Velocardiofacial Syndrome Clinical Presentation

Updated: Feb 13, 2014
  • Author: M Silvana Horenstein, MD; Chief Editor: Howard S Weber, MD, FSCAI  more...
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Clinical presentation is highly variable in patients with this deletion syndrome, ranging from severe and detected at birth to very subtle and only recognized later in life.

Cyanosis may be present in individuals with velocardiofacial syndrome (VCFS) with certain cardiac defects, such as truncus arteriosus or tetralogy of Fallot. Neonates with an interrupted aortic arch may present with tachypnea, poor feeding, lethargy, or cardiogenic shock if prostaglandins are not initiated promptly.

Feeding difficulty and slow growth may occur due to congestive heart failure, palatal abnormality, or hypotonia.

Nasal regurgitation of formula in infancy is common in patients later diagnosed with submucous cleft palate.

Delayed speech development associated with poor articulation and hypernasality can be caused by velopharyngeal incompetence (VPI). Patients may be unresponsive to speech therapy.

Recurrent otitis media associated with palatal abnormality can contribute to speech delay and hearing loss, which often require the placement of ventilating tubes.

Developmental delay in infants with a learning disorder becomes apparent in childhood. Attention deficit hyperactivity disorder (ADHD) occurs in 35-55% of persons with velocardiofacial syndrome.

Poor social interaction or behavioral difficulties are common. Psychiatric disorders (including obsessive-compulsive disorder and schizophrenia) are reported in at least 10% of patients.

Seizures related to hypocalcemia generally occur in the first year of life. The hypocalcemia generally resolves spontaneously over time, although a small number of patients present with hypocalcemia in the teen years. Frequent upper respiratory infections are commonly reported.

Short stature has been reported in approximately 30% of patients with VCFS. Twenty-five to 50% of these children fall below the second percentile for all growth parameters. [14]

Typical facial features include a bulbous-tipped nose, micrognathia, and malar flattening.



Cyanosis may be present if an obligate systemic-to-pulmonic (right-to-left) shunt is present.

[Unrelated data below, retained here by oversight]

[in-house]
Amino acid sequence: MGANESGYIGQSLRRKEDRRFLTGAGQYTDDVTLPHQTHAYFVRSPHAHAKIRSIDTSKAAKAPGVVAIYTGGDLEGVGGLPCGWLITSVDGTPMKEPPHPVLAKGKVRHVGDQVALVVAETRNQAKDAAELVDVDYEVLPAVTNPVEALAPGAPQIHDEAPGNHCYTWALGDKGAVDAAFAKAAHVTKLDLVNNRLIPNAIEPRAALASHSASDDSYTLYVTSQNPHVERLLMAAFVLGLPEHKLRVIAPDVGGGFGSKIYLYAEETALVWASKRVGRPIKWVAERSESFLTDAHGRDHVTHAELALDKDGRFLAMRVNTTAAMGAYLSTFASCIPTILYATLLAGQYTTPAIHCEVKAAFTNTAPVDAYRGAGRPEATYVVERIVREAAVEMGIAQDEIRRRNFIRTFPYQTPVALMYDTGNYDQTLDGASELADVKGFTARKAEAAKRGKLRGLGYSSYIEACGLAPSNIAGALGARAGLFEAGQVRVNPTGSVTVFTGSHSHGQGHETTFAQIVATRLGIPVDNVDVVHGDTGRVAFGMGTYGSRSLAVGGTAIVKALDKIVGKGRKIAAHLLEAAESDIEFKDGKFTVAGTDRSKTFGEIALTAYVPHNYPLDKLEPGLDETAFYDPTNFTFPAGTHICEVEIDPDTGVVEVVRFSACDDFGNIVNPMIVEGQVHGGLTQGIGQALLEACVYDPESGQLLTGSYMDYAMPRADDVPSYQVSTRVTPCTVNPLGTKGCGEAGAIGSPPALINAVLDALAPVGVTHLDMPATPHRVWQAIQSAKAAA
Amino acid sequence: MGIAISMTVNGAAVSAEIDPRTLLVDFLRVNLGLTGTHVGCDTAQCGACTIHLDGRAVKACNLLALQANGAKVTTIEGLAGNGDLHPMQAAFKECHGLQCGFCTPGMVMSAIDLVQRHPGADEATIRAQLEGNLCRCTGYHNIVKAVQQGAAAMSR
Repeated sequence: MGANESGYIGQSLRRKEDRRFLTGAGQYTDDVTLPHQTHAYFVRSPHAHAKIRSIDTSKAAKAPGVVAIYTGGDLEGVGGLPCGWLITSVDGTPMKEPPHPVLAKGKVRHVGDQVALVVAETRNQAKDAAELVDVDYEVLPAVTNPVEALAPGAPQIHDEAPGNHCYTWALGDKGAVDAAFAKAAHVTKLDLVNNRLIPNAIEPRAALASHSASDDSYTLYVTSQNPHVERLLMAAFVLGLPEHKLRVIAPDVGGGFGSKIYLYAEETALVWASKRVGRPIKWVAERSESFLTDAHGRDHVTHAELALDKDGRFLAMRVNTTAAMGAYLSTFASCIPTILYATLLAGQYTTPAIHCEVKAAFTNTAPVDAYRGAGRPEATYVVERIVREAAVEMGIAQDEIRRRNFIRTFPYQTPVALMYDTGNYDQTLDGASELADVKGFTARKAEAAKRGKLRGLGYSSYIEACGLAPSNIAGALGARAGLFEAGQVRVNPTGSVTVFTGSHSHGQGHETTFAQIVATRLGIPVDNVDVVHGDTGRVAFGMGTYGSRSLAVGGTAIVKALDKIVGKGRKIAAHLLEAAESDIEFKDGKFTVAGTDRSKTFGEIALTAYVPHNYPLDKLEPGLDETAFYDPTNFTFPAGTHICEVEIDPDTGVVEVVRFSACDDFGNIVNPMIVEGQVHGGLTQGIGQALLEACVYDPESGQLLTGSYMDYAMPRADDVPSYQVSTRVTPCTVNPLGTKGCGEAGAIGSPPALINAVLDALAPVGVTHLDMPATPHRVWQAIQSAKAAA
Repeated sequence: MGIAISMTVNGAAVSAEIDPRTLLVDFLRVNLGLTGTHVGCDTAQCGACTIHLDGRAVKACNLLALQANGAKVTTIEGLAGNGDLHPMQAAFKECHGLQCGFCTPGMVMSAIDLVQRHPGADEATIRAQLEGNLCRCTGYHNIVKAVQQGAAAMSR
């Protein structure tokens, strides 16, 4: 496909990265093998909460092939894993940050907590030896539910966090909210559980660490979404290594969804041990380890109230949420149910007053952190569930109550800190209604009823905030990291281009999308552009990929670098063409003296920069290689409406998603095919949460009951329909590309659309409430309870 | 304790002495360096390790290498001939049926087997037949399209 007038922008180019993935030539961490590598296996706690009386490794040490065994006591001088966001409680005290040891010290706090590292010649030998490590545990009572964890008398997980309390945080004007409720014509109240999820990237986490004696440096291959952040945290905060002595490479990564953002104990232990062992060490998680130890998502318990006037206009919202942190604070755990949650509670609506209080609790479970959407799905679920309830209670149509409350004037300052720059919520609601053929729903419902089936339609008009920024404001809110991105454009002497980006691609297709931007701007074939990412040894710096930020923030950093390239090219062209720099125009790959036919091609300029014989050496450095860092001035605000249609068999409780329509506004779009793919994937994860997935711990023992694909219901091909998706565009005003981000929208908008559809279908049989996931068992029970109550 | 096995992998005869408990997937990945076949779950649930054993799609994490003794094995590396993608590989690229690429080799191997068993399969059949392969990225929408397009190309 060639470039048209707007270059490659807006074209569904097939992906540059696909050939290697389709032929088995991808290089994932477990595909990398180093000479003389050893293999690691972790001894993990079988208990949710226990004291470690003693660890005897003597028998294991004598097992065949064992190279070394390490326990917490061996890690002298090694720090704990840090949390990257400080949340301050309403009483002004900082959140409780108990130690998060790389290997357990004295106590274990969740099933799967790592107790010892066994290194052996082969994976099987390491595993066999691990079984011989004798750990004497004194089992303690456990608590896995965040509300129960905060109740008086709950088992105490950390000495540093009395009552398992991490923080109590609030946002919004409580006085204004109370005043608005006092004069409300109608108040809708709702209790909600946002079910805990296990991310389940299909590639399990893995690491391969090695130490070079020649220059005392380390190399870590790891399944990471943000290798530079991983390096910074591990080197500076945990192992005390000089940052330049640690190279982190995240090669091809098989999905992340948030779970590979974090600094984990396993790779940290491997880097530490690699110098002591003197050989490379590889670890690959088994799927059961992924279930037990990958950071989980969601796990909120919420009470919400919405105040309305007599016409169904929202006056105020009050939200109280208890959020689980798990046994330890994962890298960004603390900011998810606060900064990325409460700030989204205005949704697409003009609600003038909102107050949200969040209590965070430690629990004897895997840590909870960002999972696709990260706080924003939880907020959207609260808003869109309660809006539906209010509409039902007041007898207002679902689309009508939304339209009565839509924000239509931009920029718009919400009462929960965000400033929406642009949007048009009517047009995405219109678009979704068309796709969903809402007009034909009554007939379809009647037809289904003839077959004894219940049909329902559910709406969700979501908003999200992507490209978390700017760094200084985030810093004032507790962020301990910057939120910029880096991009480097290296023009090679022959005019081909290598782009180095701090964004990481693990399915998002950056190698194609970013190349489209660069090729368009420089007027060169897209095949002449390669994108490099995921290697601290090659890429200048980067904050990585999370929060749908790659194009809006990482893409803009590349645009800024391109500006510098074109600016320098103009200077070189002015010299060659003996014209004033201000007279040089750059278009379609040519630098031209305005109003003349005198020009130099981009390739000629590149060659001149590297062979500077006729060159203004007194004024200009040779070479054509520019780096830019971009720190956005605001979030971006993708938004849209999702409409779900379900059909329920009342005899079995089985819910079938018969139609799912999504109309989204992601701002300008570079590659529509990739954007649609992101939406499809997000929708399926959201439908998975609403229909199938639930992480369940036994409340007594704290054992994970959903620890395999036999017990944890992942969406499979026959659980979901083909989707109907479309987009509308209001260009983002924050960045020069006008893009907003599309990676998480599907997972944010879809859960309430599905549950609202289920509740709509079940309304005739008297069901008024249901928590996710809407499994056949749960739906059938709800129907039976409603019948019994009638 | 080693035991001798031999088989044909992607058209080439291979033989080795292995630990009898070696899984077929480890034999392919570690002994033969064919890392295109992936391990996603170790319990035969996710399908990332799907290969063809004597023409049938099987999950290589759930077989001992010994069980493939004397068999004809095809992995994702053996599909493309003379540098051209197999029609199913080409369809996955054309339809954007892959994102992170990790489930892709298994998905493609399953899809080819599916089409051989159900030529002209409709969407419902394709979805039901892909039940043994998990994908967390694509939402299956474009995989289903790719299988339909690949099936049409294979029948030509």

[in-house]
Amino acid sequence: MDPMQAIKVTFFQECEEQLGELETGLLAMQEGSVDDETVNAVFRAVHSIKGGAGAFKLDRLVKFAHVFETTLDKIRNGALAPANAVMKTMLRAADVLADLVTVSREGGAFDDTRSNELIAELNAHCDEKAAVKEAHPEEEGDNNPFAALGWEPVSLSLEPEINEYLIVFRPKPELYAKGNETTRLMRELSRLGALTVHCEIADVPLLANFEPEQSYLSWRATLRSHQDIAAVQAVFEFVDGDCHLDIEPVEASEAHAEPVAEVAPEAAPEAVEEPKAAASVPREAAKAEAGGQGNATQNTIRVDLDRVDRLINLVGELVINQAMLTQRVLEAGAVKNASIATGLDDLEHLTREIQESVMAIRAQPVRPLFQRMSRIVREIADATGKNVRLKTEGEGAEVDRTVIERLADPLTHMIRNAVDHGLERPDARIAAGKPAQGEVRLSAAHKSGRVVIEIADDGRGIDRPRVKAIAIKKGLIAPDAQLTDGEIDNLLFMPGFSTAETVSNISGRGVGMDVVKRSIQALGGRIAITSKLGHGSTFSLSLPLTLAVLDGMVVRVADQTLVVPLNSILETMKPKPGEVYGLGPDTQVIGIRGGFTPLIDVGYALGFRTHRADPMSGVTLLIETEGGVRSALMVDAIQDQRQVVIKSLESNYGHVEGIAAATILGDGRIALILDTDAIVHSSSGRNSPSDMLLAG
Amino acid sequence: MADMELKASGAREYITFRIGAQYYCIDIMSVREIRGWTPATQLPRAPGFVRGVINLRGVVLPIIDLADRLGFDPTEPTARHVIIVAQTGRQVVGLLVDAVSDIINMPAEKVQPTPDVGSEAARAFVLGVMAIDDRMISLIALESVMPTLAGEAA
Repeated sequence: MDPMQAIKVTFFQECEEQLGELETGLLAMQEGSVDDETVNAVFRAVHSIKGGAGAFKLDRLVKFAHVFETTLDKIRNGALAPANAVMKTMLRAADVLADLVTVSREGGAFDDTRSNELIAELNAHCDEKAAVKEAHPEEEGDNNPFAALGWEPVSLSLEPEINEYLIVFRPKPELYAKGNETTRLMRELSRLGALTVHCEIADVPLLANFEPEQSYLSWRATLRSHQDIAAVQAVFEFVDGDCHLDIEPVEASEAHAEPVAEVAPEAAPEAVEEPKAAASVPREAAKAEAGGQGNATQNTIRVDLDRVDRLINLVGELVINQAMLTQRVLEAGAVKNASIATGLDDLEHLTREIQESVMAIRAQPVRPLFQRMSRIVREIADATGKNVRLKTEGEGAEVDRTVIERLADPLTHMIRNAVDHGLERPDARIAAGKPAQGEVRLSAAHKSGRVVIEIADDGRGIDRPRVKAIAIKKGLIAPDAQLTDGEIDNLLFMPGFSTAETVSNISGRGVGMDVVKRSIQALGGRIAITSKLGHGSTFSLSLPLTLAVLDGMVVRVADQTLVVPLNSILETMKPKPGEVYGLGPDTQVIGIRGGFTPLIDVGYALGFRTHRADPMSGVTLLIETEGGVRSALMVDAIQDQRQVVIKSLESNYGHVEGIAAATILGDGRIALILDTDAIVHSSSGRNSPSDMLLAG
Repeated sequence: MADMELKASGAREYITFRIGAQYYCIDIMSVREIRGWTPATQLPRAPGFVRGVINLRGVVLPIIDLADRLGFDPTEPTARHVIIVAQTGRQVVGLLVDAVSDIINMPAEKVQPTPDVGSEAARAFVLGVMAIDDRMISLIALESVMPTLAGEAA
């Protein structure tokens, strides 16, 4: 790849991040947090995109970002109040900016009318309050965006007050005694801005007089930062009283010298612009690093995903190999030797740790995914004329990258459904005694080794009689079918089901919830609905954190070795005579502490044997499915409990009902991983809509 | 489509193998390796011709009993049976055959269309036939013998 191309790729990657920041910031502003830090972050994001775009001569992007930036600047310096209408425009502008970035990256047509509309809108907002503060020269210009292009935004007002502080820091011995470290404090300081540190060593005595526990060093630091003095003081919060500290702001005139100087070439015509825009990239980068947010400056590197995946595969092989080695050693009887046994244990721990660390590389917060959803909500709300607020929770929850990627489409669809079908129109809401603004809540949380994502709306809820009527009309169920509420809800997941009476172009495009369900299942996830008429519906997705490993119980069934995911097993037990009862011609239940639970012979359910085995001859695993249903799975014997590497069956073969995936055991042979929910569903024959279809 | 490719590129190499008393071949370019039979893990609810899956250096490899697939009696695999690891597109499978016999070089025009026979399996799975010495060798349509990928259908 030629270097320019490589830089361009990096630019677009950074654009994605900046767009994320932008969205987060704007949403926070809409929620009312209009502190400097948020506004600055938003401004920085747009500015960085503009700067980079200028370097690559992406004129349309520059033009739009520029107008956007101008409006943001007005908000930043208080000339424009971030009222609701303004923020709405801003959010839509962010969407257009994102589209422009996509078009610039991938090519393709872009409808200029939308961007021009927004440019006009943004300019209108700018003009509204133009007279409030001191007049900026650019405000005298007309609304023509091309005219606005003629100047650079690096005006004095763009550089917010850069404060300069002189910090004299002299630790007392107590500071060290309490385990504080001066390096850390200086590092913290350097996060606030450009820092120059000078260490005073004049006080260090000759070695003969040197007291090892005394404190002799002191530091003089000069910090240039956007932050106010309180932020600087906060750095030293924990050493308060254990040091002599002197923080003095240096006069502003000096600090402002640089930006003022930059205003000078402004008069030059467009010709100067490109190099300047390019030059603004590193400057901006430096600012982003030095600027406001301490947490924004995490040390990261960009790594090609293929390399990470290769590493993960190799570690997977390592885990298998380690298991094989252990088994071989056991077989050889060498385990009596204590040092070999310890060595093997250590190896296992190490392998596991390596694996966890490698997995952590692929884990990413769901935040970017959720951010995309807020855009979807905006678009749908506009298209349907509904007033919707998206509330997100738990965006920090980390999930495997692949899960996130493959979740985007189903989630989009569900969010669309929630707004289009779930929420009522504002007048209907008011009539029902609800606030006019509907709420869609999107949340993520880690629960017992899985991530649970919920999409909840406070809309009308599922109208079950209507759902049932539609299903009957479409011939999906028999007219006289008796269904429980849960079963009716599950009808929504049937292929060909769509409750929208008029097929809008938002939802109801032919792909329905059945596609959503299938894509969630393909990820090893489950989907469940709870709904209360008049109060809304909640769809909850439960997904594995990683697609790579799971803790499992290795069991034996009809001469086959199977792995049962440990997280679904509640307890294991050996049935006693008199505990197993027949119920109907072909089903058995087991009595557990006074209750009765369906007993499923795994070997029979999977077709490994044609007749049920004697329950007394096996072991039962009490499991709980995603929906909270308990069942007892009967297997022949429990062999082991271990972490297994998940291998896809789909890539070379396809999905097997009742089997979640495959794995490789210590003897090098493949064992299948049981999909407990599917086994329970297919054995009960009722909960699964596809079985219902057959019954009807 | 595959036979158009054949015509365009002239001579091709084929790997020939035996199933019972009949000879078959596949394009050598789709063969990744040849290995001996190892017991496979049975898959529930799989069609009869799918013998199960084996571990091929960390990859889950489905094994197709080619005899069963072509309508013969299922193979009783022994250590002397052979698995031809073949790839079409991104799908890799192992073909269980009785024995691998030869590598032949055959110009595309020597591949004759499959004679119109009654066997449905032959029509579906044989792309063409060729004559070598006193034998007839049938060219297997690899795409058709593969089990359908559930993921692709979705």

A heart murmur is present in most patients with a cardiac defect.

Craniofacial dysmorphism is often observed as a round face in infancy with prominent parietal bones and a bulbous nasal tip. The face appears long and hypotonic with narrow palpebral fissures, puffy upper eyelids, a squared nasal root, and a narrow alar base with thin alae nasi. Facial asymmetry, microcephaly, and small, often unusually shaped, ears may be noted at any age.

A palatal abnormality can manifest as an overt cleft palate affecting the hard or soft palate or as a submucous cleft palate that can be detected upon palpation of the hard palate. Even a normal-appearing palate can be associated with velopharyngeal incompetence.

Hypernasal speech and poor articulation often are observed.

Hypospadias or cryptorchidism may be present in males.

Varying degrees of hypotonia are observed in patients and may be associated with delay of motor, speech, and feeding skills. The presence of developmental delays is independent from the presence of a hearing defect.

Long and tapering fingers are a common sign of velocardiofacial syndrome.



Most patients with velocardiofacial syndrome have a microdeletion at the q11.2 locus of the long arm of chromosome 22. About 10% of patients inherit this deletion from a parent, and the rest have it as the result of a new mutation.

Abnormal exchange between chromosome 22s during meiosis is the predominant mechanism for this deletion.